There is no backstack associated with this since we aren't using transactions, so you will have to either build your own, or play the queries in reverse when backing out of the hierarchy. When I tried this, the queries were fast enough that I just perform them again in oNBackPressed() up until I am at the top of hierarchy, at which point the framework takes over the back button again.

If you find yourself in a similar situation, make sure to read the docs: http://developer.android.com/guide/topics/ui/layout/listview.html

http://developer.android.com/reference/android/support/v4/app/LoaderManager.LoaderCallbacks.html

I hope this helps someone!

  • In case anyone is doing this, and also using a SectionIndexer (such as AlphabetIndexer), you may notice that after replacing the adapter, your fast scrolling doesn't work. Kind of an unfortunate bug, but replacing the adapter, even with a brand new indexer, doesn't update the list of sections used by FastScroll. There is a workaround, please see: description of problem and workaround – courtf Aug 12 '12 at 23:37

I had exactly the same problem and implemented an open source github project that covers stacked tab, back and up navigation and is well tested and documented:

https://github.com/SebastianBaltesObjectCode/PersistentFragmentTabs

This is a simple and small framework for navigation tabs and fragment switching and handling of up and back navigation. Each tab has its own stack of fragments. It uses ActionBarSherlock and is compatible back to API level 8.

I'd like to suggest my own solution in case somebody is looking and want to try and choose the best one for his/her needs.

https://github.com/drusak/tabactivity

The purpose of creating the library is quite banal - implement it like iPhone.

The main advantages:

  • use android.support.design library with TabLayout;
  • each tab has its own stack using FragmentManager (without saving fragments' references);
  • support for deep linking (when you need to open specific tab and specific fragment's level in it);
  • saving / restoring states of tabs;
  • adaptive lifecycle methods of fragments in tabs;
  • quite easy to implement for your needs.

Hope it helps someone.

Thanks!

  • Thank you, this has been quite helpful. I need to use ListFragments in addition to Fragments so I duplicated BaseTabFragment.java to BaseTabListFragment.java and had it extend ListFragment. Then I had to change various parts in the code where it always assumed to expect a BaseTabFragment. Is there a better way? – primehalo Mar 30 '16 at 2:07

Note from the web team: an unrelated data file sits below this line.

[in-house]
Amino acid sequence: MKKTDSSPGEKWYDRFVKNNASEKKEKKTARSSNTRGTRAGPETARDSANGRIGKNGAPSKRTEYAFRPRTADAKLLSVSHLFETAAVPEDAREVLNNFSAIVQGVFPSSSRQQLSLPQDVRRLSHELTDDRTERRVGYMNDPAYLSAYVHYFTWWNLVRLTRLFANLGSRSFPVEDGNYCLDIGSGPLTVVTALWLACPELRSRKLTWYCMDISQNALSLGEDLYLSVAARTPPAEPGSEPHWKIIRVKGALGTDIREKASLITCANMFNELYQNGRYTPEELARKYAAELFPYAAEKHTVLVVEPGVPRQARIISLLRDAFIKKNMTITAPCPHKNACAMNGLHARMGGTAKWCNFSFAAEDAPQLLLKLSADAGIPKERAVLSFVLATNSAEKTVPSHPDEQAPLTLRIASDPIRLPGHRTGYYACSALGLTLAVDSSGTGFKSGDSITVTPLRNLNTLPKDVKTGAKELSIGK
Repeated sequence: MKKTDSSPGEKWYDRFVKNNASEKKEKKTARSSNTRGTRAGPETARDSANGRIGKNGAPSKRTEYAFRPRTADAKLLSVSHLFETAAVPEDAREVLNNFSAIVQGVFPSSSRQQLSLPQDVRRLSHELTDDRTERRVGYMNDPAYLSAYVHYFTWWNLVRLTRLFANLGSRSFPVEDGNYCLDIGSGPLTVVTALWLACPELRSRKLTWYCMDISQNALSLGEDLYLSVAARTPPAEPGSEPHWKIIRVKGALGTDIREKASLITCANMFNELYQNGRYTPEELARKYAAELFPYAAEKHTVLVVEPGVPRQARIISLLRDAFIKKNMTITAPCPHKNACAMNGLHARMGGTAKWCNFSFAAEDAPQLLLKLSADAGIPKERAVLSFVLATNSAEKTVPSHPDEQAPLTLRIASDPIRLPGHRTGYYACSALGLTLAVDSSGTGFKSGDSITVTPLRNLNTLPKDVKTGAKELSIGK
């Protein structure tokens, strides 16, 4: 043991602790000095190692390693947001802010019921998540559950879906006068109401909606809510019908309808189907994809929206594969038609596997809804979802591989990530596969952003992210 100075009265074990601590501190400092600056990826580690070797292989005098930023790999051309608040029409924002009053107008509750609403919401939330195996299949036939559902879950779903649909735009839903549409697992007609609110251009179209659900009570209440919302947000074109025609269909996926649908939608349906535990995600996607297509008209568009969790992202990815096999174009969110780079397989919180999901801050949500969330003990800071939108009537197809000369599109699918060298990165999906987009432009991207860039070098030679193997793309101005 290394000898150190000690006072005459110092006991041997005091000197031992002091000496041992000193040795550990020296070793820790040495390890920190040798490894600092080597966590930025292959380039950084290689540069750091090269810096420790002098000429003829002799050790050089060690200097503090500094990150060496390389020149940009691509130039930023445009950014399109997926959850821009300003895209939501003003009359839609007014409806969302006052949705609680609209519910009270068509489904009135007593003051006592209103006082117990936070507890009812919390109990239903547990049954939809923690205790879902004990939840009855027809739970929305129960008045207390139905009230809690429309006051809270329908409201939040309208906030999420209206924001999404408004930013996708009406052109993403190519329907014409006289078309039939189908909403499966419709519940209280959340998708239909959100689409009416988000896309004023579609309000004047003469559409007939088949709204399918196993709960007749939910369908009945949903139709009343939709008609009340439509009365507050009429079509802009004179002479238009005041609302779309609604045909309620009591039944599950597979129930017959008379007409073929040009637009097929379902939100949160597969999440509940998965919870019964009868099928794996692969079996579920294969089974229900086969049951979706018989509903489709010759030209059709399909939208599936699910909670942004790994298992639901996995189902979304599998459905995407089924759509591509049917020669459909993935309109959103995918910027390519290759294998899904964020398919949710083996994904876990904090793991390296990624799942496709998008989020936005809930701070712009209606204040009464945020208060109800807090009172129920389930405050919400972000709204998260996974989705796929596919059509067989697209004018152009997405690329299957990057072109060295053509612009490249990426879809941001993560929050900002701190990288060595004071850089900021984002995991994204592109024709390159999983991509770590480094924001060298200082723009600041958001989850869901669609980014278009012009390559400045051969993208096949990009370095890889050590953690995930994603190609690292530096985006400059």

• Unfortunately, Didn't think about ListFragment. Technically it is right solution, but it will require addition checks for TabFragment and its instanceOf BaseTabListFragment. Another approach to use Fragment with ListView inside (exactly the same as ListFragment implemeted). I'll think over it. Thanks for pointing Me on that! – kasurd Mar 31 '16 at 14:55

This is a complex problem as Android only handles 1 back stack, but this is feasible. It took me days to create a library called Tab Stacker that does exactly what you are looking for: a fragment history for each tab. It is open source and fully documented, and can be included easily with gradle. You can find the library on github: https://github.com/smart-fun/TabStacker

You can also download the sample app to see that the behaviour corresponds to your needs:

https://play.google.com/apps/testing/fr.arnaudguyon.tabstackerapp

If you have any question don't hesitate to drop a mail.

A simple solution:

Every time you change tab/root view call:

fragmentManager.popBackStack(null, FragmentManager.POP_BACK_STACK_INCLUSIVE);

It will clear the BackStack. Remember to call this before you change the root fragment.

And add fragments with this:

FragmentTransaction transaction = getFragmentManager().beginTransaction();
NewsDetailsFragment newsDetailsFragment = NewsDetailsFragment.newInstance(newsId);
transaction.add(R.id.content_frame, newsDetailsFragment).addToBackStack(null).commit();

Note the .addToBackStack(null) and the transaction.add could e.g. be changed with transaction.replace.

This thread was very very interesting and useful.
Thanks Krishnabhadra for your explanation and code, I use your code and improved a bit, allowing to persist the stacks, currentTab, etc... from change configuration (rotating mainly).
Tested on a real 4.0.4 and 2.3.6 devices, not tested on emulator

I change this part of code on "AppMainTabActivity.java", the rest stay the same. Maybe Krishnabhadra will add this on his code.

Recover data onCreate:

protected void onCreate(Bundle savedInstanceState) {
    super.onCreate(savedInstanceState);
    setContentView(R.layout.app_main_tab_fragment_layout);

    /*  
     *  Navigation stacks for each tab gets created..
     *  tab identifier is used as key to get respective stack for each tab
     */

  //if we are recreating this activity...
    if (savedInstanceState!=null) {
         mStacks = (HashMap<String, Stack<Fragment>>) savedInstanceState.get("stack");
         mCurrentTab = savedInstanceState.getString("currentTab");
    }
    else {
    mStacks = new HashMap<String, Stack<Fragment>>();
    mStacks.put(AppConstants.TAB_A, new Stack<Fragment>());
    mStacks.put(AppConstants.TAB_B, new Stack<Fragment>());

    }

    mTabHost = (TabHost)findViewById(android.R.id.tabhost);
    mTabHost.setup();

    initializeTabs();

  //set the listener the last, to avoid overwrite mCurrentTab everytime we add a new Tab
    mTabHost.setOnTabChangedListener(listener);
}